Why I Became a Socialist
After Bernie lost and Trump won, I realized the Democrats weren't going to win my battles for me.
I first heard the word "socialist" in the movie Clue. It's an early laugh line delivered by Tim Curry as he discusses his deceased wife's previous indiscretions that led him into this murder mansion mess. You see, she used to hang out with *dramatic pause* socialists. "We all make mistakes," he confides to the room of murderous Washingtonian shit-heels and the dead body among them.
As the product of the American public education system, that was pretty much the extent of my knowledge of this concept of "socialism." Sure, there were the tales of "communist" Hollywood types being blacklisted during the red scare, and sure, I had read enough Howard Zinn to know that "trickle-down theory" just meant "rich people pissing on the poor," but that was it. Most people don't acquire much more than a back-of-the-napkin understanding of politics, and mine was: There are two options available, and one is full of the most hateful, bigoted, dumbest, racist people imaginable, so the other one is good enough.
Like so many others, I was heartened by Bernie Sanders's campaign—particularly his desire to work on developing free or cheap higher education options, his dedication to "Medicaid for all," and his continual highlighting of income inequality—but when Sanders inevitably lost to Hillary Clinton in the Democratic primary, there was a sense of air being let out of the balloon. The specter of a potential Trump presidency loomed on the horizon, forcing most Sanders supporters to back away from their hopes of an actually progressive candidate in favor of yet another lesser of the two evils ticket. Sure, maybe Clinton won't prosecute corrupt bankers or give us the government-backed healthcare system we need, but the alternative would be worse in so many ways.
That all changed on Election Day.
The Democratic Party, however reasonable and adult, clearly was not going to save us.
If elections are like Thanksgiving dinners, where extended families with long-simmering gripes and resentments play nice for a few hours before shit-talking on the ride home, the election of Donald Trump was like your dickhead uncle getting hammered and causing ruckus enough to shift the family dynamic for good. It's a horrific scene, and maybe some relationships are fractured without repair, but the positive side of having dirty laundry forcibly aired amongst mixed company is that it can no longer be ignored. And guys, America's been floundering about in some soiled diapers for awhile now.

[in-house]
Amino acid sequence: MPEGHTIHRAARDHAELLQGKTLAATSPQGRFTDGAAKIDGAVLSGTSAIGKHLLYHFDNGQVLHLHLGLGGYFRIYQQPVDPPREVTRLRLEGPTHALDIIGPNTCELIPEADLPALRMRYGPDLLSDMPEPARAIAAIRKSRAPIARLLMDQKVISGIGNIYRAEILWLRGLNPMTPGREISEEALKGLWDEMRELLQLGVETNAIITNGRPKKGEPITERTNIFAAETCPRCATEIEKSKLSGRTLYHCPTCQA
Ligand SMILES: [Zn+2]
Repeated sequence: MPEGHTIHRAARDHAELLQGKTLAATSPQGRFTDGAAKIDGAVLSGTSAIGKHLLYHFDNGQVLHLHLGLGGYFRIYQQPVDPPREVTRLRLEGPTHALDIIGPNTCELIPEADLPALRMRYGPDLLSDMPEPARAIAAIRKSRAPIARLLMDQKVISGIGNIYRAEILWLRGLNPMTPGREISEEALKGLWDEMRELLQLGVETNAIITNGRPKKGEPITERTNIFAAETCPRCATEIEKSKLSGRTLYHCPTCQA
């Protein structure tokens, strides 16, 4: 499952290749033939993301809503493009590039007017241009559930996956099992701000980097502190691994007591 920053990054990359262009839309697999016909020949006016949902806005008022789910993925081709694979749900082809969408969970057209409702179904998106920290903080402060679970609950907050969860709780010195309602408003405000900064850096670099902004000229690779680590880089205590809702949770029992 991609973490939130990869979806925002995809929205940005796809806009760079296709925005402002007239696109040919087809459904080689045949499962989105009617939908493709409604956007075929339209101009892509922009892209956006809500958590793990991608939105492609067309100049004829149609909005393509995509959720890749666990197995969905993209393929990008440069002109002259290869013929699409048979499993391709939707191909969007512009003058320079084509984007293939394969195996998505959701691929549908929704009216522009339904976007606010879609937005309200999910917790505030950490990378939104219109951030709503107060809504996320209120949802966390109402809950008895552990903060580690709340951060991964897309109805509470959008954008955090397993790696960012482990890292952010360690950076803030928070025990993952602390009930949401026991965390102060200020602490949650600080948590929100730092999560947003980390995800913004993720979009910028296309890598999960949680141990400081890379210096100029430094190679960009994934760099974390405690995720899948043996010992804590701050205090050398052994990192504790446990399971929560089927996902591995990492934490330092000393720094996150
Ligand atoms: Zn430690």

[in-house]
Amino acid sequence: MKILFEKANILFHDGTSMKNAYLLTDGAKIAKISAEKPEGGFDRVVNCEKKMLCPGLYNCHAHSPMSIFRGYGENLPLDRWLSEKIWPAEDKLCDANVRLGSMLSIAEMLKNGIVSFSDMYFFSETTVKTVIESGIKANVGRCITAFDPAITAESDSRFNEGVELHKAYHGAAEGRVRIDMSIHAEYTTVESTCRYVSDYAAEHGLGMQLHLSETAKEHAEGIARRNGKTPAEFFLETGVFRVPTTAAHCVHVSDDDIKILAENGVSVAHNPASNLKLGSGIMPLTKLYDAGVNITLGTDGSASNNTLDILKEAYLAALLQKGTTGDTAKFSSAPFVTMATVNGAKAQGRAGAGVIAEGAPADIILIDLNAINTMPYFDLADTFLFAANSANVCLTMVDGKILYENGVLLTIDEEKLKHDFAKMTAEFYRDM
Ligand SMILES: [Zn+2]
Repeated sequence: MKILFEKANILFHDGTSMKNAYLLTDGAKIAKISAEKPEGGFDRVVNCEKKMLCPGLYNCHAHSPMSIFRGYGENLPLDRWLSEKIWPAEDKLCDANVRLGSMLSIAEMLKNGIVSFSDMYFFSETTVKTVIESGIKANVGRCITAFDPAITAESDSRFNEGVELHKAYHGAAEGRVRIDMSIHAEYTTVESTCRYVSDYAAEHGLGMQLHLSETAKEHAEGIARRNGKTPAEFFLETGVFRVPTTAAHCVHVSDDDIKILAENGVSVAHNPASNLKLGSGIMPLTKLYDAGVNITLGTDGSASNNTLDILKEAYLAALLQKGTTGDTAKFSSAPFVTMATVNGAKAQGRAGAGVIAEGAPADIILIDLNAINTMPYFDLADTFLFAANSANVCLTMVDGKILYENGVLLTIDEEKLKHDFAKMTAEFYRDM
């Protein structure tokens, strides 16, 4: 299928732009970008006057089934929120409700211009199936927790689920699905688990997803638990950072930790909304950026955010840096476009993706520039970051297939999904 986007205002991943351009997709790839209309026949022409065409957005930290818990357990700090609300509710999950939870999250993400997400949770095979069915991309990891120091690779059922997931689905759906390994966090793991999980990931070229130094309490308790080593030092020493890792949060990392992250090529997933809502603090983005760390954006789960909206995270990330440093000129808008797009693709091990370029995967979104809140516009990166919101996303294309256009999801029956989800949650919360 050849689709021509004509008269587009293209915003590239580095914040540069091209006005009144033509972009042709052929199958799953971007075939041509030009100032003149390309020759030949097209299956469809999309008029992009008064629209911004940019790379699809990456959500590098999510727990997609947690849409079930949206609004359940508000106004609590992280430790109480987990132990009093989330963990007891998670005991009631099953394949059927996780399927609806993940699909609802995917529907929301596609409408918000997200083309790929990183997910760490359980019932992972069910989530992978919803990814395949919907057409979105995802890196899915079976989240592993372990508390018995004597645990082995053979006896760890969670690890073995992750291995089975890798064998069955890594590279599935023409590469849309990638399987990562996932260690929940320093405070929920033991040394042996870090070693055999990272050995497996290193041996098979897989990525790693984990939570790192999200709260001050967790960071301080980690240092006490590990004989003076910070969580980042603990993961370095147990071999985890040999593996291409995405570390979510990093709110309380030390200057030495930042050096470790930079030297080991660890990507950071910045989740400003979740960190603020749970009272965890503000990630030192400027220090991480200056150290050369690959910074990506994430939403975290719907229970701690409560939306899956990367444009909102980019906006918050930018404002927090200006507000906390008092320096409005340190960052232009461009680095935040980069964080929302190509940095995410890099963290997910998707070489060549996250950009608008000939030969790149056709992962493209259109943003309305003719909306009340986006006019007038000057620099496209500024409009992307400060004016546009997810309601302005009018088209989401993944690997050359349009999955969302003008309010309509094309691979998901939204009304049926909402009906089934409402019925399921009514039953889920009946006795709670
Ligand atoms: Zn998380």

For me, the day after the election was a Highlander-like flood of previous misconceptions being flushed away, of half-considered possibilities being throw open. The Democratic Party, however reasonable and adult, clearly was not going to save us. Trump was the orange brick that broke the camel's back, but in the wake of the sweeping national GOP victory, if you looked around you realized that Republicans had taken over state governments across the country. For someone like me, the only point of the Democratic Party was to beat back the Republicans, and it had failed at even doing that.
So I looked for another way.
I didn't want to fret about Russian influence or FBI Director James Comey—replaying 2016 seemed like a dead end—so I forked some money over to the ACLU before realizing that a freelance writer's income won't likely make much of a difference. Like everyone else, I went to protests, mass gatherings that gave a much-needed voice to opposition but have all-too-obvious limitations. Rallies don't lead to actual change as long as the people with guns aren't listening. At my wit's end, I did what any reasonable and sane person would do in this political climate: I became a card-carrying member of a socialist group*. I chose the Democratic Socialists of America.
This isn't an uncommon story, I've found. Whenever there's a show of hands at any of the recent DSA East Bay meetings for how long everyone's been members, a huge majority goes for the "after the election" option. The DSA, subject of several media profiles, now has more than 15,000 members, a drop in the ocean compared to the major parties but a huge number for a previously unknown group of lefties. Why the DSA? As a fellow member summed up nicely the other day over beers, after the mind-rattling we all got Election Night, he wanted to figure out who "got it right and follow them." The "ones that got it right"—that is, who predicted the failures of the Clinton campaign, but also rejected Trumpism—are all over the internet, if you know where to look.